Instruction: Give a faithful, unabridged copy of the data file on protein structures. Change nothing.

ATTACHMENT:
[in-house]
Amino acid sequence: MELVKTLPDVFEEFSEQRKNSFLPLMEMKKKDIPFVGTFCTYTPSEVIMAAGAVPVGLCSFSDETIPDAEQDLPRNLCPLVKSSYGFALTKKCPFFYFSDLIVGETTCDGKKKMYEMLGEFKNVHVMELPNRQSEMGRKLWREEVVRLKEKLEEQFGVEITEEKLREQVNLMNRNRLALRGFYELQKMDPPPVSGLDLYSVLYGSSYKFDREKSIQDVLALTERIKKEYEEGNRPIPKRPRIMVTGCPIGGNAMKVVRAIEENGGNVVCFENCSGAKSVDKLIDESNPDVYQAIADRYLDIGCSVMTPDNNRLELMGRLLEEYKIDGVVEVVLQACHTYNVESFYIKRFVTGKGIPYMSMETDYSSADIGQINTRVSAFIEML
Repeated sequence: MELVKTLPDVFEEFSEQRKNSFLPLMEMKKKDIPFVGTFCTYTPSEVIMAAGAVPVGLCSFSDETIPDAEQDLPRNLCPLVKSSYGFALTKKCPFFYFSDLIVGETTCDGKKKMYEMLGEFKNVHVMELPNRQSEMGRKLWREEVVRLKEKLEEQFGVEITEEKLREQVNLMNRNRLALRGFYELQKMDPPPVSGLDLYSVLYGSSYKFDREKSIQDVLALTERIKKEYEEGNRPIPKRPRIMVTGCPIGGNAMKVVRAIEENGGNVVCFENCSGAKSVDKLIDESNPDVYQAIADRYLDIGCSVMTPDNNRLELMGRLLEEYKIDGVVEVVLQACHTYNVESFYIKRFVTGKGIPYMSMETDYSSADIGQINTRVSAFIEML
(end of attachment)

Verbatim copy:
[in-house]
Amino acid sequence: MELVKTLPDVFEEFSEQRKNSFLPLMEMKKKDIPFVGTFCTYTPSEVIMAAGAVPVGLCSFSDETIPDAEQDLPRNLCPLVKSSYGFALTKKCPFFYFSDLIVGETTCDGKKKMYEMLGEFKNVHVMELPNRQSEMGRKLWREEVVRLKEKLEEQFGVEITEEKLREQVNLMNRNRLALRGFYELQKMDPPPVSGLDLYSVLYGSSYKFDREKSIQDVLALTERIKKEYEEGNRPIPKRPRIMVTGCPIGGNAMKVVRAIEENGGNVVCFENCSGAKSVDKLIDESNPDVYQAIADRYLDIGCSVMTPDNNRLELMGRLLEEYKIDGVVEVVLQACHTYNVESFYIKRFVTGKGIPYMSMETDYSSADIGQINTRVSAFIEML
Repeated sequence: MELVKTLPDVFEEFSEQRKNSFLPLMEMKKKDIPFVGTFCTYTPSEVIMAAGAVPVGLCSFSDETIPDAEQDLPRNLCPLVKSSYGFALTKKCPFFYFSDLIVGETTCDGKKKMYEMLGEFKNVHVMELPNRQSEMGRKLWREEVVRLKEKLEEQFGVEITEEKLREQVNLMNRNRLALRGFYELQKMDPPPVSGLDLYSVLYGSSYKFDREKSIQDVLALTERIKKEYEEGNRPIPKRPRIMVTGCPIGGNAMKVVRAIEENGGNVVCFENCSGAKSVDKLIDESNPDVYQAIADRYLDIGCSVMTPDNNRLELMGRLLEEYKIDGVVEVVLQACHTYNVESFYIKRFVTGKGIPYMSMETDYSSADIGQINTRVSAFIEML